A spiritual martyr is someone who dies for their beliefs. Although we do not have martyrs in our society, in the biblical sense, we do have martyrs, in the spiritual sense, who are dying on the inside. They are dying from mental, emotional and spiritual poverty, hanging onto erroneous and outdated beliefs that do not serve them or the people they profess to love. They are dying from loneliness by staying in or tolerating unfulfilling relationships that are dysfunctional.

Do you know the definition of a dysfunctional person? A dysfunctional person is anyone who is committed to taking the fun and joy out of your life. In order for a person to take the fun and joy out of your life you have to cooperate with them, you have to become their spiritual martyr. Spiritual martyr's are some of the nicest people I know, always smiling on the outside while seething with hurt, pain, resentment, anger and rage on the inside.

Are you like a sponge, are you an absorber of other people's hurt and inappropriate behavior? When something isn't working in your relationships (personal, business or social) do you take on all the blame? Are you a doormat? Do you allow people to treat you with disrespect and insensitivity? Do you let people roll over you and take anything they want from you? Do you suffer in silence? Do you play the role of the peacemaker no matter how unfairly you have been treated. If you do, you are a spiritual martyr.

In my family, my dad was the peacemaker and I idolized him for taking on this role. In watching his example, I made the decision that if anyone was going to experience hurt or suffer in a relationship, it would be me and not them. After many years of suffering, I had a conversation with my dad, about this "peacemaker role" that wasn't working for me.

I remember clearly the conversation with him. We were walking, in a cemetery together, where many of our relatives are buried. It was a beautiful sunny day and we were talking about the subject of anxiety. My dad said to me, do you remember the religious beatitude; "Blessed are the peacemakers for they shall inherit the kingdom of heaven". I told him I did. He said, based on his experience, if he could change it, it would read this way; "Blessed Are the peacemakers for they shall suffer great anxiety."

It was right then and there I realized that I had been spiritually arrogant most of my life always attempting to save people from themselves by playing the role of the peacemaker. In playing the role of the peacemaker all I ended up with was massive doses of anxiety. I don't play the peacemaker role any more. I can't depend on my inner peace being a result of other people getting along with each other or being responsible for people getting along with me, if they do not like who I am. I can only be responsible for my inner peace.

Today, when someone hurts me or treats me with disrespect, I no longer absorb it as the peacemaker. I express my upset to the person who harmed me. I do it with compassion and allow them to be responsible for the consequences of their actions. To do anything less diminishes the other person and allows them to escape the consequences of their own karma to their spiritual detriment and our own.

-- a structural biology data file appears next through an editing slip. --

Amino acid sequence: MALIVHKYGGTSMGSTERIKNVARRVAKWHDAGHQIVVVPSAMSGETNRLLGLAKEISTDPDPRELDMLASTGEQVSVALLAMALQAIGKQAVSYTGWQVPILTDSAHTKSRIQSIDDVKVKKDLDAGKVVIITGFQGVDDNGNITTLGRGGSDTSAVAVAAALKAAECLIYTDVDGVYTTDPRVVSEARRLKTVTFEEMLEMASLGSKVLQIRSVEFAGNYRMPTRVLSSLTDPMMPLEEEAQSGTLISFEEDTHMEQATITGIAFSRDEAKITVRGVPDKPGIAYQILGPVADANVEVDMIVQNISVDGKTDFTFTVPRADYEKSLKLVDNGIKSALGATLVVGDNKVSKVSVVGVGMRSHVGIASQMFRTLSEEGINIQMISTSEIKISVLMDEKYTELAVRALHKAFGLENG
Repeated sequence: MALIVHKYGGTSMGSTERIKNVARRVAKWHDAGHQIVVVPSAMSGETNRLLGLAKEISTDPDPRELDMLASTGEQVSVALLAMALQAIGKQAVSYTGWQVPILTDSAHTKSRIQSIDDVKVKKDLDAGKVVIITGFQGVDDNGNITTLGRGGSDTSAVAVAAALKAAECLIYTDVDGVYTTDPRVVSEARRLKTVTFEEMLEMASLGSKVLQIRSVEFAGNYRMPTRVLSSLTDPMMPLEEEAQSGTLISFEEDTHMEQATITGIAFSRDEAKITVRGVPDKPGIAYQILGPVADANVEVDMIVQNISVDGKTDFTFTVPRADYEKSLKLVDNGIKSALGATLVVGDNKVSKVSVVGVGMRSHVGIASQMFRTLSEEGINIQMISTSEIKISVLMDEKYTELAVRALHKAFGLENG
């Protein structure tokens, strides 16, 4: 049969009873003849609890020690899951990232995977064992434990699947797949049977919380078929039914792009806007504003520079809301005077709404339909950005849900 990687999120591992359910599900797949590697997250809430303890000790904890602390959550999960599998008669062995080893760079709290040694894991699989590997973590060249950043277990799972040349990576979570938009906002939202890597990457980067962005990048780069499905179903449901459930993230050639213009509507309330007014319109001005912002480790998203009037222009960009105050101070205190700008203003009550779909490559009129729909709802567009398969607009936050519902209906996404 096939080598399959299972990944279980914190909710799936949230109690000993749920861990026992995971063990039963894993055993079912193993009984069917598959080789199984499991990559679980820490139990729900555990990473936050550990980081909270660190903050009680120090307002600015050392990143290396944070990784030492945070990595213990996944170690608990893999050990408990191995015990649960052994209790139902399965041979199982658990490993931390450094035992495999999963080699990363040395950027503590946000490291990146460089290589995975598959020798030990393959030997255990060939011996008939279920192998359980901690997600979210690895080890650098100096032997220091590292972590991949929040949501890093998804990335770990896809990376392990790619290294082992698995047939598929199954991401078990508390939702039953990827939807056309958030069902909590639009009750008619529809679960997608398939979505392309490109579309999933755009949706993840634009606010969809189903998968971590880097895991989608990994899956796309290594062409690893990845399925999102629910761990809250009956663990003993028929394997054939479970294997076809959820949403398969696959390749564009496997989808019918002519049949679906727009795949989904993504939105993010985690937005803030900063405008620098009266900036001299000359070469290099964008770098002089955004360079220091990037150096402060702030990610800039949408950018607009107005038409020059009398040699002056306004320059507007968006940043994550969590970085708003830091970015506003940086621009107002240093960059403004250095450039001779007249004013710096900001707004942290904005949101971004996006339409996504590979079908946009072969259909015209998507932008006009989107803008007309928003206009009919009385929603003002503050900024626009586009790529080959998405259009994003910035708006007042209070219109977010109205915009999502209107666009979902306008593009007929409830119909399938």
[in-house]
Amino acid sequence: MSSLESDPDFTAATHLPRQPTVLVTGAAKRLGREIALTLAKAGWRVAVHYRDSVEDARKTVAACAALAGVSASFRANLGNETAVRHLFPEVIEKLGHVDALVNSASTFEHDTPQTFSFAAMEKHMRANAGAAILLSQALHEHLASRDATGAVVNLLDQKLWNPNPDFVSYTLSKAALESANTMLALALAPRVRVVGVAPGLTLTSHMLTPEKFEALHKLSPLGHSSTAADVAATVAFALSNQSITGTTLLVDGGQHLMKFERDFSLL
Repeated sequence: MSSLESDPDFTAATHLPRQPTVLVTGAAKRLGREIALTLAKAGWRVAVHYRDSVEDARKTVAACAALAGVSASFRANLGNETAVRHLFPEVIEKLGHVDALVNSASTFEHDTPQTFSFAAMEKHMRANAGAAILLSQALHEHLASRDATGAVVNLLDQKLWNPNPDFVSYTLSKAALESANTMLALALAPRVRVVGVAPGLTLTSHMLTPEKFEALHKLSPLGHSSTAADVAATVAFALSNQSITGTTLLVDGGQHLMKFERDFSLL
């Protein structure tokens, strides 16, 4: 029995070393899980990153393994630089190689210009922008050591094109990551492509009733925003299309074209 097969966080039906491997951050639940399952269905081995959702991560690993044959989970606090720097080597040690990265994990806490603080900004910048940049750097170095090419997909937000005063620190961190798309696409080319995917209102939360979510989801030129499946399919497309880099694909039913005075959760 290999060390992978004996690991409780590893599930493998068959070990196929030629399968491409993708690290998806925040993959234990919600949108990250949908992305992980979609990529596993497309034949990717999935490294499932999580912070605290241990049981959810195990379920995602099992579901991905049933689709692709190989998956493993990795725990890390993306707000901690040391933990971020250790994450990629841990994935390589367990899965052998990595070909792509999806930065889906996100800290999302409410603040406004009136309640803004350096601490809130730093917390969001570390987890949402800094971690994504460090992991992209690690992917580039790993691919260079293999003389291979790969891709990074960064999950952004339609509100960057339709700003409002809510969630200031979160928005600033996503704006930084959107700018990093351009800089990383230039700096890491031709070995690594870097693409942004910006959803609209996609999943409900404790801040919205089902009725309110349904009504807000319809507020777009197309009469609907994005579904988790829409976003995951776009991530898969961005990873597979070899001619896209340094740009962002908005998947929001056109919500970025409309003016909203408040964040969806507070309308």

We have the mistaken belief that to be a spiritual person means we must always be sweet, nice and polite. While this might be possible, if we didn't have a very human side to us, it isn't realistic in this dimension of living. People, from time to time, are rude, insensitive, greedy, manipulative, controlling and selfish and anytime we allow someone to act out those kinds of behavior on us, we are being a spiritual martyr.

Some people measure how spiritual they are by how much they suffer. Their life, in this dimension, may not be very fulfilling but with humble arrogance they can say to themselves with pride, look how spiritual I am, look how much I have suffered. To put it plainly, as precious son's and daughter's of God, we weren't put on this earth to suffer. We were put on this earth to rejoice and celebrate our humanness with each other and to learn how to harmonize our differences so we can be there for each other without being a victim or martyr.

In order for that to happen, we have to give up looking good and become authentically honest with each other. We all have a human side and a divine side. Our "divine side" can withstand and tolerate all forms of human disrespect and abuse. On the other hand, our human side is fragile and needs to be treated as such.

We need to treat the human side of ourselves like we would treat fine china, with care, concern, appreciation and respect. If we treat fine china poorly, it will break, crack or splinter into a thousand pieces. The same thing can happen to us if we do not treat the fragile human side of ourselves with self-love, self-appreciation and self-respect.

If you wish, you may email your thoughts and comments about this article to the author. His email address is: frederickzappone@hotmail.com

Author's Bio: 

Frederick Zappone, a former vice president of a national corporation, has spent over twenty-two years of his life observing, writing about and sharing with people his spiritual insights about the human condition. Mr. Zappone has appeared as a guest on numerous radio and TV talk shows including the Oprah Winfrey show. If you would like to read additional articles written by Mr. Zappone visit his "Personal & Spiritual Growth Web Site. URL: http://www.prismnet.com/~fzappone